The EBP process comprises three steps. The first step (see 40 CFR 63.94(a) and (b)) is the “up-front approval” of the state EBP program. The second step (see 40 CFR 63.94(c) and (d)) is EPA review and approval of the state alternative section 112 requirements in the form of pre-draft permit terms and conditions. The third step (see 40 CFR 63.94(e)) is incorporation of the approved pre-draft permit terms and conditions into specific title V permit and the title V permit issuance process itself. The final approval of the state alternative requirements that substitute for the federal standard does not occur for purposes of the Act, section 112(l)(5), until the completion of step three.

The purpose of step one, the “up-front approval” of the EBP program, is three fold: (1) It ensures that ME DEP meets the § 63.91(b) criteria for up-front approval common to all approval options; (2) it provides a legal foundation for ME DEP to replace the otherwise applicable federal section 112 requirements with alternative, federally enforceable requirements that will be reflected in final title V permit terms and conditions; and (3) it delineates the specific sources and federal emission standards for which ME DEP will be accepting delegation under the EBP option.

Under §§ 63.91 and 63.94(b), ME's request for approval is required to include the identification of the sources and the source categories for which the state is seeking authority to implement and enforce alternative requirements, as well as a one time demonstration that the State has an approved title V operating permit program that permits the affected sources. EPA's review of the request for approval of ME DEP's EBP program for subpart S indicates that this request meets all the requirements necessary to qualify for approval under CAA section 112(l) and 40 CFR 63.91 and 63.94. EPA is proposing to approve ME DEP's request to implement and enforce alternative requirements in the form of title V permit terms and conditions for Lincoln Pulp and Paper for subpart S. The requirement applicable to the source and the “applicable requirement” for title V purposes remains the federal section 112 requirement until EPA has approved the alternative permit terms and conditions and the final title V permit is issued.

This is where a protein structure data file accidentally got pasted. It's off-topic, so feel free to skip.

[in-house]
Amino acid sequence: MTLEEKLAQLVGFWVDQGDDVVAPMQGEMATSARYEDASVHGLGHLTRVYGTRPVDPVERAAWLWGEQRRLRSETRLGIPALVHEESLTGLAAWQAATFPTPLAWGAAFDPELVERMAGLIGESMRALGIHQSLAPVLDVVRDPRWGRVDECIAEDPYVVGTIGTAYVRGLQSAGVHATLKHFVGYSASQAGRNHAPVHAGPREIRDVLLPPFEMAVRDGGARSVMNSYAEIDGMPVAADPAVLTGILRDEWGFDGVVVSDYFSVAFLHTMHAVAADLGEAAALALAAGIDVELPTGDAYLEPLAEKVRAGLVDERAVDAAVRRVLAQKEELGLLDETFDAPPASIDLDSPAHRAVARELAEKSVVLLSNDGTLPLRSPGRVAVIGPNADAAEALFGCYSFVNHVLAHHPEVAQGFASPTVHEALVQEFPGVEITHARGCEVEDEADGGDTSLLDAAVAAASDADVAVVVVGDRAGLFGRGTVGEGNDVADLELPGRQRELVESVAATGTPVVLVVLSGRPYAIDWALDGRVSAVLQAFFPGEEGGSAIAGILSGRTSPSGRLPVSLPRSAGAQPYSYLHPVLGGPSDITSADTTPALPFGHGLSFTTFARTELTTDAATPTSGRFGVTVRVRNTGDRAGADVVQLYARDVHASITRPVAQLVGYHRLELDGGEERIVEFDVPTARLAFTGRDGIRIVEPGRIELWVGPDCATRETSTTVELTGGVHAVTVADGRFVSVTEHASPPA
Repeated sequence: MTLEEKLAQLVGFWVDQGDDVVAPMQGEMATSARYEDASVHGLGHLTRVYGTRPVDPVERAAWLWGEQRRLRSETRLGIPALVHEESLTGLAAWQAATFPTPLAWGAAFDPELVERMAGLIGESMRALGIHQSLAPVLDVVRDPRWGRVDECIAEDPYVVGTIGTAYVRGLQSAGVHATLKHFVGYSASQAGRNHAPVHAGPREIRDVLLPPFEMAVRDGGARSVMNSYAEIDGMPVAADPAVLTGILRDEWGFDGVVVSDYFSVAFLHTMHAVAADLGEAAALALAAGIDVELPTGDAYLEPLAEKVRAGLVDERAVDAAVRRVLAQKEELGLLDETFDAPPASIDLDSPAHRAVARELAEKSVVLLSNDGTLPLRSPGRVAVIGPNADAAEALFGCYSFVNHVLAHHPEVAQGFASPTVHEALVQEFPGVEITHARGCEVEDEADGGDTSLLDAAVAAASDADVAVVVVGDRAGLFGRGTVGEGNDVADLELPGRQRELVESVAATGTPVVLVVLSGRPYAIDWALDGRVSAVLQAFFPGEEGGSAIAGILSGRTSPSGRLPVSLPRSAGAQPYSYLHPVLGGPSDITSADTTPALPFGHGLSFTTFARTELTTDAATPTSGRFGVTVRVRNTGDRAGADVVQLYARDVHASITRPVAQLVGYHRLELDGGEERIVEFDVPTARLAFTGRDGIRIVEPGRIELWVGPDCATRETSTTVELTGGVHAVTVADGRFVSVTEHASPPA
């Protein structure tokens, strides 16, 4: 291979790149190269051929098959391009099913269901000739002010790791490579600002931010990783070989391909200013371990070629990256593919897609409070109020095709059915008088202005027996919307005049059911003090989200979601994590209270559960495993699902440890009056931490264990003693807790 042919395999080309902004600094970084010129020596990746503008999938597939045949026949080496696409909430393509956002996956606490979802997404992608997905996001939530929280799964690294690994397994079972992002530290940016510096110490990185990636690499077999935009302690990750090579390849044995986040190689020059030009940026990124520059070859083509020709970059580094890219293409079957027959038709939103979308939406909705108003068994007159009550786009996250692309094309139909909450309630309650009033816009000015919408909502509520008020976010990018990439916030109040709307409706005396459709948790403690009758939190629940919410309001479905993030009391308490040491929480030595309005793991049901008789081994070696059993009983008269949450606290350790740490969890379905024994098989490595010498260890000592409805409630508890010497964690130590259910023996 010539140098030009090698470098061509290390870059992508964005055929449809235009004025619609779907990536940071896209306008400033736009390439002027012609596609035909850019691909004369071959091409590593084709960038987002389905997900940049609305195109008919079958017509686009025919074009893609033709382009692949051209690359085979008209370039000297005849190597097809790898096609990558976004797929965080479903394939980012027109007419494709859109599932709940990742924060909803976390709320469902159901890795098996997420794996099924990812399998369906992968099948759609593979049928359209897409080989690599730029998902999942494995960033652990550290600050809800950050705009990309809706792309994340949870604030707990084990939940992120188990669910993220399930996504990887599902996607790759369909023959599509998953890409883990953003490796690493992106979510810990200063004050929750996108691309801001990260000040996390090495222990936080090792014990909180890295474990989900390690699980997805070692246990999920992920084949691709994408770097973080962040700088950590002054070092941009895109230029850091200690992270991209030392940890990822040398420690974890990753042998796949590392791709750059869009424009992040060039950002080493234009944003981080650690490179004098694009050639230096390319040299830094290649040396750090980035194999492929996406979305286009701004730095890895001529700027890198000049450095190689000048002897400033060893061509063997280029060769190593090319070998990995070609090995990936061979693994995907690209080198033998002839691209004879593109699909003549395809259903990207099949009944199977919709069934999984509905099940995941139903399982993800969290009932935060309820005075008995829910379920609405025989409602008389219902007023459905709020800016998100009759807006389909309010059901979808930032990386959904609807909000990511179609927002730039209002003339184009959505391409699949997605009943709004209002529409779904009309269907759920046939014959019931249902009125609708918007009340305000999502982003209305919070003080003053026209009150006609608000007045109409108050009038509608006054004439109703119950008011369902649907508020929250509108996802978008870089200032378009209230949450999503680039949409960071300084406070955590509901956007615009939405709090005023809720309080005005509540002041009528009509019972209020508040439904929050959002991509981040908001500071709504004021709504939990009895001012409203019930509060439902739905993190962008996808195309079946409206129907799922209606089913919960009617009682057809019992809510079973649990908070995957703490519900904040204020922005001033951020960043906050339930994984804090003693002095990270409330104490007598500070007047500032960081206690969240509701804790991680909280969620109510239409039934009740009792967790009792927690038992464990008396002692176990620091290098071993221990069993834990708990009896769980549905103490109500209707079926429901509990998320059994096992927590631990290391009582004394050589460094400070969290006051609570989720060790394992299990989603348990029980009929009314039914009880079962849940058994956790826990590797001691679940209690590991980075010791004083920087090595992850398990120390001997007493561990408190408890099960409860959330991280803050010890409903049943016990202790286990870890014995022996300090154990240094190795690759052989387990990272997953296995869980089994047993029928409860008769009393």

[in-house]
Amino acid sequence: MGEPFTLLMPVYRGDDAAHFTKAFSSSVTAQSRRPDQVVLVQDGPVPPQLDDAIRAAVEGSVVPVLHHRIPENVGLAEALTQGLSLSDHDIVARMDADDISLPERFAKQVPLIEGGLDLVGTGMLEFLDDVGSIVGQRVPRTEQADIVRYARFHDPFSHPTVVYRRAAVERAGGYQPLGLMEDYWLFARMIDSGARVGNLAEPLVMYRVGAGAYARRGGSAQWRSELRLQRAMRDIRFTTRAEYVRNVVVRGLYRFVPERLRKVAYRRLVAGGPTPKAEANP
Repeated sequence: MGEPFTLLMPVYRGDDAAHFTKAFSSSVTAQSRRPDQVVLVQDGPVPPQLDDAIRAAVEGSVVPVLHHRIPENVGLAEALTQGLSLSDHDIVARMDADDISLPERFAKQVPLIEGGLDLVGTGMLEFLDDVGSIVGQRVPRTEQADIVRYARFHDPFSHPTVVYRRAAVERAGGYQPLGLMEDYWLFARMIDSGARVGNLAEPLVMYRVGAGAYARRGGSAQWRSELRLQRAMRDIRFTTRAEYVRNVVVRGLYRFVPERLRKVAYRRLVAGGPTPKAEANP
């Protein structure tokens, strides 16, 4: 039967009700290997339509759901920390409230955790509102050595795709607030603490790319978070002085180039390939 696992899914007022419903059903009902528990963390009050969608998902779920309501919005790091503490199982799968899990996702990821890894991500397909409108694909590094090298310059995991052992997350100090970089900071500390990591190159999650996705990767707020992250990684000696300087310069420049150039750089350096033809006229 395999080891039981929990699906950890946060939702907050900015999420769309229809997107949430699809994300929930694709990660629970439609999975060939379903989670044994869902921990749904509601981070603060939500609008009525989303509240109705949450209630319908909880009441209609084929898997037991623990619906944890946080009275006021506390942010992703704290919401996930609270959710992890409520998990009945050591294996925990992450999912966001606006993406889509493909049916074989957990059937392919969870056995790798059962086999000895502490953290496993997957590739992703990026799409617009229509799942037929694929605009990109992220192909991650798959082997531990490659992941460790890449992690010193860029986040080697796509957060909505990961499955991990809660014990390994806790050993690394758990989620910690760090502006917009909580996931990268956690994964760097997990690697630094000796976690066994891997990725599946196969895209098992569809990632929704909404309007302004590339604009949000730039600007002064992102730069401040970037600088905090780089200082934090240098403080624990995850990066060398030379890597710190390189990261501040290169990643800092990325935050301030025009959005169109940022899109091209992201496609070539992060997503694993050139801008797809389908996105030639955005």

II. Proposed Action

EPA is proposing to approve ME DEP's request to implement and enforce alternative requirements in the form of title V permit terms and conditions for Lincoln Pulp and Paper for subpart S.

EPA is soliciting public comments on the issues discussed in this proposal or on other relevant matters. These comments will be considered before EPA takes final action. Interested parties may participate in the federal rulemaking procedure by submitting written comments to the EPA New England Regional Office listed in the ADDRESSES section of this action.

III. Administrative Requirements

A. Executive Order 12866

The Office of Management and Budget has exempted this regulatory action from Executive Order 12866, entitled “Regulatory Planning and Review.” This rule is not subject to Executive Order 13045, entitled, “Protection of Children from Environmental Health Risks and Safety Risks,” because it is not an “economically significant” action under Executive Order 12866.

B. Executive Order 13175

Executive Order 13175, entitled “Consultation and Coordination with Indian Tribal Governments” (65 FR 67249, November 6, 2000), requires EPA to develop an accountable process to ensure “meaningful and timely input by tribal officials in the development of regulatory policies that have tribal implications.” “Policies that have tribal implications” is defined in the Executive Order to include regulations that have “substantial direct effects on one or more Indian tribes, on the relationship between the federal government and the Indian tribes, or on the distribution of power and responsibilities between the federal government and Indian tribes.”

EPA has concluded that this proposed rule may have tribal implications. Lincoln Pulp and Paper is located near the Penobscot Nation. However, it will neither impose substantial direct compliance costs on tribal governments, nor preempt tribal law. Thus, the requirements of sections 5(b) and 5(c) of the Executive Order do not apply to this rule.